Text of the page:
The Chinese system, centralized at the level of the central committee of the Chinese Communist Party, has also for many years been based on a large number of sovereign wealth funds and investment structuresB. Kong and K. Gallagher, The Globalization of Chinese Energy Companies: The Role of State Finance, Boston, Boston University Global Economic Governance Initiative, 2016.. Among the most active, the State Administration of Foreign Exchange Investment Fund (SAFE) is the investment arm of the international exchange control agency. SAFE was the first of the Chinese sovereign wealth funds to take part in the purchase of electric assets in Europe with the purchase of 3% of the Italian national electricity company Enel in 2014. However, it is with China Investment Corp., China's largest sovereign fund in terms of capitalization that the largest investments occurred, including the purchase of 11% of the UK's electricity transmission networkUnited Kingdom has been an important investment territory for Chinese energy companies as shown by the Hinkley Point nuclear power plant project..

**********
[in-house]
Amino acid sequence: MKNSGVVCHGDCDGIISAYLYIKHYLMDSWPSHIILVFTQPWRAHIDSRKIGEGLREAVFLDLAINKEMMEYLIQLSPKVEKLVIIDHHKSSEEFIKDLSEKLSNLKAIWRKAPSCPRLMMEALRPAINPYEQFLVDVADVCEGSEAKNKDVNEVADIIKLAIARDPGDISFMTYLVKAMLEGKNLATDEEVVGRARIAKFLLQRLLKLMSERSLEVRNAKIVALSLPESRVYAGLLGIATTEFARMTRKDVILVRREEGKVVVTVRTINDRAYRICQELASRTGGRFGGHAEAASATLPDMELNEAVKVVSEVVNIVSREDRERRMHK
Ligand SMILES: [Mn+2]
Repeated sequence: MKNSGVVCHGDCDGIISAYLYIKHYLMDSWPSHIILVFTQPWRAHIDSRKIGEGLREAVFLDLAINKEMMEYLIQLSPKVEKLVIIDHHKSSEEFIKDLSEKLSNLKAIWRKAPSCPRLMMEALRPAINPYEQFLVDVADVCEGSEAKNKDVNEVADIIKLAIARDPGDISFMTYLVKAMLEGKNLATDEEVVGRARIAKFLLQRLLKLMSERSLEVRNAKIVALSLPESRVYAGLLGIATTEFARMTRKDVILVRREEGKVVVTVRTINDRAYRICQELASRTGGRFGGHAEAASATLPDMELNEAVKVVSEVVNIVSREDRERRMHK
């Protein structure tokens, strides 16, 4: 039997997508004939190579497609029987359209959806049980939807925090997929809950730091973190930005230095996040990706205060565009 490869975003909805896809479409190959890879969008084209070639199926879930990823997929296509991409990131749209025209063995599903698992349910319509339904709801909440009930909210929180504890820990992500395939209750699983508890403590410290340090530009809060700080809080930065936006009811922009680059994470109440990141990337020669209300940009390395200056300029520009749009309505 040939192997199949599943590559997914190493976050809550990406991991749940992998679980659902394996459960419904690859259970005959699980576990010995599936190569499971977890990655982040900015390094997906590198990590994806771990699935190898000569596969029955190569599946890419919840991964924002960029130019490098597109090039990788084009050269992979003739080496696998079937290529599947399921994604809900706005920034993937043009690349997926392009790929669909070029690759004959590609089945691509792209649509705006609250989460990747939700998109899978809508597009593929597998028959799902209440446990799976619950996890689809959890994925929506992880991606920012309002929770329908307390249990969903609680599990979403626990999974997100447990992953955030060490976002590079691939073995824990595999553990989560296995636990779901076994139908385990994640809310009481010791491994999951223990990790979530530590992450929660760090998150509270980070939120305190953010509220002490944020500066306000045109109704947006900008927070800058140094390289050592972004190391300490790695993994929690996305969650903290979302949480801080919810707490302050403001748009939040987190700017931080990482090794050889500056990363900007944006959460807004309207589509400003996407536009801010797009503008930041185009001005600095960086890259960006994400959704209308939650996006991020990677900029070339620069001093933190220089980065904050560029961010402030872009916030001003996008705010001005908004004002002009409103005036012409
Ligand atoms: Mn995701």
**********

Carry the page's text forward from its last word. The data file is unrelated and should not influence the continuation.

The Chinese system relies mostly on the National Development and Reform Commission’s supervision. The Commission is orienting the economic development of China, designing its energy policy (through the National Energy Administration) and controlling the public investments outside China. Having a direct control over the State-owned companies’ strategyThe financial management of those companies is made by another body within the Chinese state, the State-owned Assets Supervision and Administration Commission., the Commission could be considered a central platform for national and international economic policy.
Towards a new European map?
The mapping of Chinese actors’s investments reveals a concentration, for the moment, in Southern Europe countries. Taking advantage of the deep economic crisis in Greece, Portugal and Italy since the early 2010s, Chinese companies and funds benefited from the needs in cash of those states to buy large shares in the national transmission and distribution sectors. The first targeted country was Portugal, which for many years has struggled with the organization of its energy sector. State Grid's acquisition of REN, the national electricity transmission company, preceded that of EDP, the national electricity producerAlso present in Belgium, France, Romania, Spain, Brazil and Mexico., which was later bought by China Three Gorges Corp. Thanks to REN, State Grid became a de facto member of the European Transport Network organization (ENTSO-E).